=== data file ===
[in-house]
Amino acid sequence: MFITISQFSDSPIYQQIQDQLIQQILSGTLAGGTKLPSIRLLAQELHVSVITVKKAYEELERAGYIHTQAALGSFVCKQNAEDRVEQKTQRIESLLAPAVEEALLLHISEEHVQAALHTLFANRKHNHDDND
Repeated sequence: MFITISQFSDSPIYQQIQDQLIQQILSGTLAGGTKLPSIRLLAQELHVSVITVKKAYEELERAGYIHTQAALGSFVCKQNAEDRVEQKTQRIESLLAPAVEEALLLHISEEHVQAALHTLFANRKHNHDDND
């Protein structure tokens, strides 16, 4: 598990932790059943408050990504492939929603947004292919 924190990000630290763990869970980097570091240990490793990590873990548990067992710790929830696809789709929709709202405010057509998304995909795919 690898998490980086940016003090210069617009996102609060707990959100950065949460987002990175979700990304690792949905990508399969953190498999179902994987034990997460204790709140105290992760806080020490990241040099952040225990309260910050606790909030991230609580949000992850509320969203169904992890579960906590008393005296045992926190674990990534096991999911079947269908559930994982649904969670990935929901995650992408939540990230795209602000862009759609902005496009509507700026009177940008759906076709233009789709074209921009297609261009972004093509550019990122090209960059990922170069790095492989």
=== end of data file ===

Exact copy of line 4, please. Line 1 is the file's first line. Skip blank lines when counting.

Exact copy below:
């Protein structure tokens, strides 16, 4: 598990932790059943408050990504492939929603947004292919 924190990000630290763990869970980097570091240990490793990590873990548990067992710790929830696809789709929709709202405010057509998304995909795919 690898998490980086940016003090210069617009996102609060707990959100950065949460987002990175979700990304690792949905990508399969953190498999179902994987034990997460204790709140105290992760806080020490990241040099952040225990309260910050606790909030991230609580949000992850509320969203169904992890579960906590008393005296045992926190674990990534096991999911079947269908559930994982649904969670990935929901995650992408939540990230795209602000862009759609902005496009509507700026009177940008759906076709233009789709074209921009297609261009972004093509550019990122090209960059990922170069790095492989």